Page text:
Visiting nun discusses Liberia’s orphan needs

GREENVILLE – Sister Sponsa Beltran knows a lot about the brutal 14-year civil war that has split the small West African Coast country of Liberia, but she’d rather talk about Sackor, Sando, Yah, Musa and Edwin and the hundreds of other Liberian children and adults she has sheltered from that war.

The Bernadine Franciscan nun was back in the United States last month, speaking at Masses at St. Mary Church and at parishes in Georgia, Pennsylvania and Oklahoma, raising awareness and support for her Our Lady of Fatima Orphanage and Rehabilitation Center in Monrovia, Liberia’s capital.

“The needs of the children are tremendous,” the 78-year-old Pennsylvania native said.

For years, Sister Beltran treated children suffering from cholera, measles, leprosy and malnutrition. But that effort has expanded over the past decade to include children handicapped from malaria or polio.

That effort is hindered because handicapped children are shunned in Liberia.

“Handicapped children in Liberia are considered useless by their families because the families don’t think they can do anything,” Sister Beltran said.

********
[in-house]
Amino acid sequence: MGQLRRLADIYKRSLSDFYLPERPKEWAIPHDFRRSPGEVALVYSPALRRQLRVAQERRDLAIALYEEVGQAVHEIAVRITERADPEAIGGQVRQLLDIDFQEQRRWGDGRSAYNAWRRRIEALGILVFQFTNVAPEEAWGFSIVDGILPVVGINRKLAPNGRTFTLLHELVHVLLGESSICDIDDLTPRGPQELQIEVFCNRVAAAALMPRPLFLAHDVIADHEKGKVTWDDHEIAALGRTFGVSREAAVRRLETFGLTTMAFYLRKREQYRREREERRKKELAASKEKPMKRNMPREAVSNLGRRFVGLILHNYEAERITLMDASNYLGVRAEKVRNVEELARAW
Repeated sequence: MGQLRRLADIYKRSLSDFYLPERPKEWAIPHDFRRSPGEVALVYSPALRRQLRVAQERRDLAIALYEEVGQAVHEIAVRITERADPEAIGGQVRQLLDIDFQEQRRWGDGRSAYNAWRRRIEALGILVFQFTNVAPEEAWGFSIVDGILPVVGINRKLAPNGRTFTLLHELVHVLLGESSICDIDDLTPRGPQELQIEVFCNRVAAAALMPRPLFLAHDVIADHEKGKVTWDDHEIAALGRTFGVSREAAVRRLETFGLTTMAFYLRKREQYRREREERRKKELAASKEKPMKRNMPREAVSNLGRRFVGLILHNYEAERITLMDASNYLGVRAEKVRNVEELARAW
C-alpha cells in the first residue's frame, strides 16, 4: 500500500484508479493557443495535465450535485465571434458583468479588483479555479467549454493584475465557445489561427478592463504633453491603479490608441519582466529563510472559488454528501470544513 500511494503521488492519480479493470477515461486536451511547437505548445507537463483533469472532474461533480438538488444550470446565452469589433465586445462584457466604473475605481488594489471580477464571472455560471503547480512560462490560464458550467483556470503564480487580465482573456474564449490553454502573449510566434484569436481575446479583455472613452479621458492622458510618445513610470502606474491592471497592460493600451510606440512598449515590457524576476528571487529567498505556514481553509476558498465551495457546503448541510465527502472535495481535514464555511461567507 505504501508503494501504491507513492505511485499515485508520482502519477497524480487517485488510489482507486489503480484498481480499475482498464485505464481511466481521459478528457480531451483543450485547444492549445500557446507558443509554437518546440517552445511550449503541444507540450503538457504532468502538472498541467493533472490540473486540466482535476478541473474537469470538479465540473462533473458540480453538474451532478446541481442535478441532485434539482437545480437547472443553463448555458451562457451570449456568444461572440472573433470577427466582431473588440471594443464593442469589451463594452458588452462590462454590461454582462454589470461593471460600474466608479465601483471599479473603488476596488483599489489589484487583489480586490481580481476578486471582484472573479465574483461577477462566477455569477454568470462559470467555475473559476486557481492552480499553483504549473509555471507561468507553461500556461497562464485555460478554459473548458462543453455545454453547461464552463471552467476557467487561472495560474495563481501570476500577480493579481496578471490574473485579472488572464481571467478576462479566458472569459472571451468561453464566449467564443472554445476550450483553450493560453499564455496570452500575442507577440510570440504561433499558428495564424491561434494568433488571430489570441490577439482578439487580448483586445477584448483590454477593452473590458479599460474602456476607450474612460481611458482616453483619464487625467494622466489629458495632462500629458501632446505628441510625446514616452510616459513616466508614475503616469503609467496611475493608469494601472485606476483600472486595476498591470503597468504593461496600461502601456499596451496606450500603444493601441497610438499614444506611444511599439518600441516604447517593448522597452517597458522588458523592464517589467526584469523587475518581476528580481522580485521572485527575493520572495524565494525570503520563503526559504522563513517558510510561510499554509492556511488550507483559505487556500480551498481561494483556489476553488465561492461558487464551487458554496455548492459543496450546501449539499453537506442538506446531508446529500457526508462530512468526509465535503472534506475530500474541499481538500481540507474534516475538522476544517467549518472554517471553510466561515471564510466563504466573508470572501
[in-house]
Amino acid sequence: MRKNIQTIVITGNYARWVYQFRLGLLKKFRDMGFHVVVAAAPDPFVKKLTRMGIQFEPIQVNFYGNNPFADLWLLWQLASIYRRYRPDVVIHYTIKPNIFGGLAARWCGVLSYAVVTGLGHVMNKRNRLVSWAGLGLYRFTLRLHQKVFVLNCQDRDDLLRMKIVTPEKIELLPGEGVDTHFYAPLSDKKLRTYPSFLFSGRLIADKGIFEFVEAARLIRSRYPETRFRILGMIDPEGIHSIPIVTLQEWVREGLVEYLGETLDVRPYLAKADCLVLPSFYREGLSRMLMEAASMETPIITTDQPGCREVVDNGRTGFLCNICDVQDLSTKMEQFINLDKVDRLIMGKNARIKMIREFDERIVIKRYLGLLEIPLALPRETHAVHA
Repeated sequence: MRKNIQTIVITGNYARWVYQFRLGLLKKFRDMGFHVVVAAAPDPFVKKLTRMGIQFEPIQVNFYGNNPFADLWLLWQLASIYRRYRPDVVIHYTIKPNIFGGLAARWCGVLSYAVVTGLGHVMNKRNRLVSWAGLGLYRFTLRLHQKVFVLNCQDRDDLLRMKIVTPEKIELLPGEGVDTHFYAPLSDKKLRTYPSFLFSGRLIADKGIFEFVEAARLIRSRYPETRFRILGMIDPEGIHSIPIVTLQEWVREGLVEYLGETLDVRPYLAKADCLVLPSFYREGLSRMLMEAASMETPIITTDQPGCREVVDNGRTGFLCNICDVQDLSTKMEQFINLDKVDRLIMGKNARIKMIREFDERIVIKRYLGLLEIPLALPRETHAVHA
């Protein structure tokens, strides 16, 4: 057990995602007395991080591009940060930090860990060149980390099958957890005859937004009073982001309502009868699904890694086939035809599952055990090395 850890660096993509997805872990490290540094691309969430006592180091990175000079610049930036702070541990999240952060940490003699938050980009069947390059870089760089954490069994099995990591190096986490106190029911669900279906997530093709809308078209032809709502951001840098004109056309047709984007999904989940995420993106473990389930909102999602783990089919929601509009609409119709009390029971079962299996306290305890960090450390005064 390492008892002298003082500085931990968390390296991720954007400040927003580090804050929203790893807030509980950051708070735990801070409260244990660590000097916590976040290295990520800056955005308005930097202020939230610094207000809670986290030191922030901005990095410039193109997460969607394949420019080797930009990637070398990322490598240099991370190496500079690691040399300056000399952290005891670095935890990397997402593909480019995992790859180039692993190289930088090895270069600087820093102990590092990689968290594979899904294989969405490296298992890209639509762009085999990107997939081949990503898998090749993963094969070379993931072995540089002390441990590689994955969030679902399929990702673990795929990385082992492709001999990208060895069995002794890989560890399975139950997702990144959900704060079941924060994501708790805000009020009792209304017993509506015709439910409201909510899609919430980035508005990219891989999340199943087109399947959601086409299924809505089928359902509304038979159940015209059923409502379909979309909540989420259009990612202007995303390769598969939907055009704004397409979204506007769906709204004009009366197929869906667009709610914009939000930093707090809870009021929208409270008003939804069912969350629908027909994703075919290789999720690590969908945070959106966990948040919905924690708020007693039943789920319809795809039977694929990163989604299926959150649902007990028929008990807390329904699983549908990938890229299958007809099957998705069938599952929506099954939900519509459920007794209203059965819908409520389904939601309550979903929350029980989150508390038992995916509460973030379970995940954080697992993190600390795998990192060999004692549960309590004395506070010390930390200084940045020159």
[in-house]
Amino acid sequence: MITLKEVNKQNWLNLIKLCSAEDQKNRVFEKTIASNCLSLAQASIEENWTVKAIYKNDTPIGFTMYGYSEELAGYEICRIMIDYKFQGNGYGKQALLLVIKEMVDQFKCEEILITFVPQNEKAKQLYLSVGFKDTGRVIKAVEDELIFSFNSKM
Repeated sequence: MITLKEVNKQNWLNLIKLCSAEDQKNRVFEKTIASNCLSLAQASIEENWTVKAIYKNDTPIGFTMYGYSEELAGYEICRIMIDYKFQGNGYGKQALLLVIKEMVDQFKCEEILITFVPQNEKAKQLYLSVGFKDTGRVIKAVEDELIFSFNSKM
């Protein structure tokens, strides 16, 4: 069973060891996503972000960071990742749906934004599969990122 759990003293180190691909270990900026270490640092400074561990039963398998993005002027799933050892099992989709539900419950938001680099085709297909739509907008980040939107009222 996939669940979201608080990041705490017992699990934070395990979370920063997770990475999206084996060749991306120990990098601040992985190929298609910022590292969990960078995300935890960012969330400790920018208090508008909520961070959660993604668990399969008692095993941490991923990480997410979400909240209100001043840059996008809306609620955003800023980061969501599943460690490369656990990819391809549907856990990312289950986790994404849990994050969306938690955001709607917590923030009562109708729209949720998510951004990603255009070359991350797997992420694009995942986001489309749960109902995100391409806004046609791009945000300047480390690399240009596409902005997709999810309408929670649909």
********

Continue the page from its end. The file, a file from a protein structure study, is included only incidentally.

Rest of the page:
Strides have been made to address Liberia’s polio problem, she said, “and it might be eradicated if we don’t have any more wars.”

The country’s latest civil war ended in 1998, but pockets of fighting have resurfaced in recent months.

“It’s close to election time, which is why the fighting has picked up again,” Sister Beltran said.

Fighting during the mid-90s forced the nun to flee with her refugee children to Ivory Coast, and rebel soldiers have threatened the center countless times since then, including last Easter.

“Thank God, we prayed real hard and it didn’t happen,” she said.

The constant fighting between rebel forces and the Liberian government has left hundreds of thousands dead and more than a million uprooted from their homes.

“It’s sad, because these refugees were coming home from Ivory Coast and the other countries, and now they have to run again,” Sister Beltran said.

And the fighting goes on.

“It’s a sad situation right now — the saddest I’ve seen since I’ve been in Liberia,” Sister Beltran said. “The poverty is worse than it’s ever been. There are no jobs, and because of government sanctions many people are without work.”

Sister Beltran, a registered nurse, is now legally blind from macular degeneration, and severe spinal arthritis has confined her to a wheelchair. But neither condition has slowed her work.

“God has picked me to do this job and I have to do it,” she said.

With help from her biological sister, Angie Cebulski, and supporters scattered in Georgia, Pennsylvania, Oklahoma, Texas and South Carolina, Sister Beltran is trying to raise money to build a school and dormitories at the center.

“No missionary can do it alone,” she said. “We need help from the people here to help us in our ministry.”

For more information about the center or to make a contribution, write to Angie Cebulski, 760 Mt. Zion Road, Conyers, Ga., 30012, or visit the orphanage’s website at